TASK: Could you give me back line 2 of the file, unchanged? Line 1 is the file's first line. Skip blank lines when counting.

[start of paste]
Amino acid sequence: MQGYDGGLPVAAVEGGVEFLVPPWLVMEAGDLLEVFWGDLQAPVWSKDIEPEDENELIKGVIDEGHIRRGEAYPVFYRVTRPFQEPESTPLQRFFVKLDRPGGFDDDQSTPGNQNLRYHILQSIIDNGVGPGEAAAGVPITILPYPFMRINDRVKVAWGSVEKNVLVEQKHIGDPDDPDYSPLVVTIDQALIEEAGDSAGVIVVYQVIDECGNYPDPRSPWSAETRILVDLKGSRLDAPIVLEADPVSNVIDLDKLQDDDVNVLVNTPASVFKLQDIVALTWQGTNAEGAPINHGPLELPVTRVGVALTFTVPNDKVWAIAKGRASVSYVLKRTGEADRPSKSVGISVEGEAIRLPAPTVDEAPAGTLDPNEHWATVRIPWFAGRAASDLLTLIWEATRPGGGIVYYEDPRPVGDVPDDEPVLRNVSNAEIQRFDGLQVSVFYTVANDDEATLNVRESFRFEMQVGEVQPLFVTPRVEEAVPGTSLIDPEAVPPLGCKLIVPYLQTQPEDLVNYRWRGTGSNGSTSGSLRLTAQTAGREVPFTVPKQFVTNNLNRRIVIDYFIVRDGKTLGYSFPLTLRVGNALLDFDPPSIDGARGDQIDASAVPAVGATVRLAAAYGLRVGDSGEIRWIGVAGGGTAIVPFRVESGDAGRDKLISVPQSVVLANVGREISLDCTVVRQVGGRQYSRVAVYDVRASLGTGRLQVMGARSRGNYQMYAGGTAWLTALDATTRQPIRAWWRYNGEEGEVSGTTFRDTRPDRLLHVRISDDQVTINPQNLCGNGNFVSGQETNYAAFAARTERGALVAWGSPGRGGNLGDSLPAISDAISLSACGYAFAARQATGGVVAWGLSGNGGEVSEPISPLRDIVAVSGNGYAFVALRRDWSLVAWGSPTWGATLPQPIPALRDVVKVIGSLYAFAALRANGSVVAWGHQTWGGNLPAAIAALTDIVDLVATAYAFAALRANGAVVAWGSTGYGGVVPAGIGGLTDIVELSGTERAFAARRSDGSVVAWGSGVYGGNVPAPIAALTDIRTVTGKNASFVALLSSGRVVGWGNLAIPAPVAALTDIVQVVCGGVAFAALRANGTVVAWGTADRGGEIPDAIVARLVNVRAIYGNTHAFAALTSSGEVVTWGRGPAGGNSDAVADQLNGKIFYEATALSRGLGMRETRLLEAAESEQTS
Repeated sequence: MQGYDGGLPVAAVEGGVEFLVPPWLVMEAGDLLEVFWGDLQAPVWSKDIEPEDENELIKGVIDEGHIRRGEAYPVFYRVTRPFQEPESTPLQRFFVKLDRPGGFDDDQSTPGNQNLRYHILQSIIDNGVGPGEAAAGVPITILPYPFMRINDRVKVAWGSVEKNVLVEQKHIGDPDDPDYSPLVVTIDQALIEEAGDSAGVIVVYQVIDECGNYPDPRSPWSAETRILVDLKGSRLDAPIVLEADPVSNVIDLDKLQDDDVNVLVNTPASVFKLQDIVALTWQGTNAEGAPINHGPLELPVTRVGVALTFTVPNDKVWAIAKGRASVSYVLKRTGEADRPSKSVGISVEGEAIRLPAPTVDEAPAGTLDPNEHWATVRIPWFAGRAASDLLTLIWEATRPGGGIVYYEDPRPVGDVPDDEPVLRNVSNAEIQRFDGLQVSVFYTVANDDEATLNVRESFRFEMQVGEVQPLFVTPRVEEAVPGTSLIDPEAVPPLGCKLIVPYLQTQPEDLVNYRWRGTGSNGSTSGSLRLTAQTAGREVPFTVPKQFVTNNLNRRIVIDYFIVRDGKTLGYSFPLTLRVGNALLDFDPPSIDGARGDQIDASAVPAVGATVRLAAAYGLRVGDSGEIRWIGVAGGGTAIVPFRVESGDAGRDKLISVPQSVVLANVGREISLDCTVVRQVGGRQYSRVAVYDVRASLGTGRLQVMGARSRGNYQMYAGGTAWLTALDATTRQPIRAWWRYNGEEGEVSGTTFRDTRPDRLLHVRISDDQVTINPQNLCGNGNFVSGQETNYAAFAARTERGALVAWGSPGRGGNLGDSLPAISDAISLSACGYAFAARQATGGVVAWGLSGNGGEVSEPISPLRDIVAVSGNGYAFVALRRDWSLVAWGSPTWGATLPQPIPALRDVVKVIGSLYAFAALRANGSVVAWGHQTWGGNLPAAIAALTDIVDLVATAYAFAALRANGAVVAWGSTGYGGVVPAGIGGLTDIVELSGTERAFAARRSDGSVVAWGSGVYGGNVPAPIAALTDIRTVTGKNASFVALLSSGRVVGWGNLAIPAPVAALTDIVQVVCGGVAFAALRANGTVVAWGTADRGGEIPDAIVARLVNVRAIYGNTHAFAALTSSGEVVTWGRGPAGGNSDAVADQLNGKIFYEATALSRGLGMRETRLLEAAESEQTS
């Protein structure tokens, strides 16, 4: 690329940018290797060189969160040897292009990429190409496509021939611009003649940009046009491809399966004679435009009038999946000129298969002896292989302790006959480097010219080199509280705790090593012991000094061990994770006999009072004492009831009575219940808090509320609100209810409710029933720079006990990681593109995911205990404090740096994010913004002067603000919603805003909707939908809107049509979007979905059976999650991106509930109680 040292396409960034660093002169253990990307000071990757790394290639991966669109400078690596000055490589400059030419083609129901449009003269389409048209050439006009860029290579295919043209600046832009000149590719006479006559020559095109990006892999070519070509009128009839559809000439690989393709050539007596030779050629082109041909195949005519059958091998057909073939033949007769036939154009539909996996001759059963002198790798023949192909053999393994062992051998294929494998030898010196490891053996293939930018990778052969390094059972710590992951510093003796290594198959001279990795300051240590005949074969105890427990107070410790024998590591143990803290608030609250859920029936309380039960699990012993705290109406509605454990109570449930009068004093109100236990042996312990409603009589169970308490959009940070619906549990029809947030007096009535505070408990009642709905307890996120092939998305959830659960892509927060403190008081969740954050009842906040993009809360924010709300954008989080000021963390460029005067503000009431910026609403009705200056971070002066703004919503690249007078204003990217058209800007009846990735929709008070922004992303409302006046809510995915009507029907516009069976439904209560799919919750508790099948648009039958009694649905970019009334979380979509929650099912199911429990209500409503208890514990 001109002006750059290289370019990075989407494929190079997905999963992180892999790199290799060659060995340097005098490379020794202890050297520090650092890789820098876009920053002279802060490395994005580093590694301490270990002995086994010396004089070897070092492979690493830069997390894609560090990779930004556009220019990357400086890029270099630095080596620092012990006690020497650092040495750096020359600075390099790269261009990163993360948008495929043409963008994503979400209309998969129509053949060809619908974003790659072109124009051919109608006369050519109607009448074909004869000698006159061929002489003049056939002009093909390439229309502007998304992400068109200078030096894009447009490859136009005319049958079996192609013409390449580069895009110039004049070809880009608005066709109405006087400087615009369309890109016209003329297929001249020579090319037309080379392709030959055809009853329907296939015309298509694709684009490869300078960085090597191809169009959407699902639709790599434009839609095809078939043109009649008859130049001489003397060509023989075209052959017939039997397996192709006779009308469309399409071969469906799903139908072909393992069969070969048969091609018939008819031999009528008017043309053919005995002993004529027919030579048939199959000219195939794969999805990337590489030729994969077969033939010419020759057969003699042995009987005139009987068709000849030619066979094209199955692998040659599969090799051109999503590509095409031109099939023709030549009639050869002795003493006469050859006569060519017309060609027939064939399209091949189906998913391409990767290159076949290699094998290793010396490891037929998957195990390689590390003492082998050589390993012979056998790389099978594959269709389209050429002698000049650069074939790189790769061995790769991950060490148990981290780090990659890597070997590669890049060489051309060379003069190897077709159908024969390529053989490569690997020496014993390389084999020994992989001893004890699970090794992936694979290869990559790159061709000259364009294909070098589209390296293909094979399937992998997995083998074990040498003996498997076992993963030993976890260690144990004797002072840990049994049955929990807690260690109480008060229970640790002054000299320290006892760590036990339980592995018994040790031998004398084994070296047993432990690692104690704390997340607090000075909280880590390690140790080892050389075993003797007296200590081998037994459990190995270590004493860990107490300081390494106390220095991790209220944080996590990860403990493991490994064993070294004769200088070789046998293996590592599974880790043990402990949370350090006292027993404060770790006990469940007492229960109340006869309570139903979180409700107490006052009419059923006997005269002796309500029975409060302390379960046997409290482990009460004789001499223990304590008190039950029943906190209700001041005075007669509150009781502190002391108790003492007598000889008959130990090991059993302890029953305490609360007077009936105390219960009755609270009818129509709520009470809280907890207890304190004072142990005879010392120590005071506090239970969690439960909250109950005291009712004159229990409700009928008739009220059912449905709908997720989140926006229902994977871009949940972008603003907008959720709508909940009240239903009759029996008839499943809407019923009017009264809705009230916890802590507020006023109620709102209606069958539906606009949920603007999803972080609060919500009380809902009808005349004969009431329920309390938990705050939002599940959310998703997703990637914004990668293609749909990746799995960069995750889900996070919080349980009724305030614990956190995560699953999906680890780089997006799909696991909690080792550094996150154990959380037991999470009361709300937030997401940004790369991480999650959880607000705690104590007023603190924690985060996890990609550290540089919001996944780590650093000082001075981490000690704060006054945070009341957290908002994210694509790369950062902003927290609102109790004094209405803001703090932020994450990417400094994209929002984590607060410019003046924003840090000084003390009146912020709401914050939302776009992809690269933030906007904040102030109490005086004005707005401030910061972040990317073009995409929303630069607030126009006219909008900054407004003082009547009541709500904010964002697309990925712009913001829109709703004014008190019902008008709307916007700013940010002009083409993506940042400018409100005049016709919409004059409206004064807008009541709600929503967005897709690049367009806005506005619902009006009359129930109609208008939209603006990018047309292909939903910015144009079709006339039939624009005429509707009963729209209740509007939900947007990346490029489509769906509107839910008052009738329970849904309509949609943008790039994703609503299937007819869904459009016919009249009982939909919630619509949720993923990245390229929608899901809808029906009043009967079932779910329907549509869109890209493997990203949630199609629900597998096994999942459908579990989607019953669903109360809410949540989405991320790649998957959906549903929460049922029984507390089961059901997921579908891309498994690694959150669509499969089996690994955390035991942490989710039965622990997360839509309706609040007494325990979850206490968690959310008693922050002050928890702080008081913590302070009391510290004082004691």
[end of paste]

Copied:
Repeated sequence: MQGYDGGLPVAAVEGGVEFLVPPWLVMEAGDLLEVFWGDLQAPVWSKDIEPEDENELIKGVIDEGHIRRGEAYPVFYRVTRPFQEPESTPLQRFFVKLDRPGGFDDDQSTPGNQNLRYHILQSIIDNGVGPGEAAAGVPITILPYPFMRINDRVKVAWGSVEKNVLVEQKHIGDPDDPDYSPLVVTIDQALIEEAGDSAGVIVVYQVIDECGNYPDPRSPWSAETRILVDLKGSRLDAPIVLEADPVSNVIDLDKLQDDDVNVLVNTPASVFKLQDIVALTWQGTNAEGAPINHGPLELPVTRVGVALTFTVPNDKVWAIAKGRASVSYVLKRTGEADRPSKSVGISVEGEAIRLPAPTVDEAPAGTLDPNEHWATVRIPWFAGRAASDLLTLIWEATRPGGGIVYYEDPRPVGDVPDDEPVLRNVSNAEIQRFDGLQVSVFYTVANDDEATLNVRESFRFEMQVGEVQPLFVTPRVEEAVPGTSLIDPEAVPPLGCKLIVPYLQTQPEDLVNYRWRGTGSNGSTSGSLRLTAQTAGREVPFTVPKQFVTNNLNRRIVIDYFIVRDGKTLGYSFPLTLRVGNALLDFDPPSIDGARGDQIDASAVPAVGATVRLAAAYGLRVGDSGEIRWIGVAGGGTAIVPFRVESGDAGRDKLISVPQSVVLANVGREISLDCTVVRQVGGRQYSRVAVYDVRASLGTGRLQVMGARSRGNYQMYAGGTAWLTALDATTRQPIRAWWRYNGEEGEVSGTTFRDTRPDRLLHVRISDDQVTINPQNLCGNGNFVSGQETNYAAFAARTERGALVAWGSPGRGGNLGDSLPAISDAISLSACGYAFAARQATGGVVAWGLSGNGGEVSEPISPLRDIVAVSGNGYAFVALRRDWSLVAWGSPTWGATLPQPIPALRDVVKVIGSLYAFAALRANGSVVAWGHQTWGGNLPAAIAALTDIVDLVATAYAFAALRANGAVVAWGSTGYGGVVPAGIGGLTDIVELSGTERAFAARRSDGSVVAWGSGVYGGNVPAPIAALTDIRTVTGKNASFVALLSSGRVVGWGNLAIPAPVAALTDIVQVVCGGVAFAALRANGTVVAWGTADRGGEIPDAIVARLVNVRAIYGNTHAFAALTSSGEVVTWGRGPAGGNSDAVADQLNGKIFYEATALSRGLGMRETRLLEAAESEQTS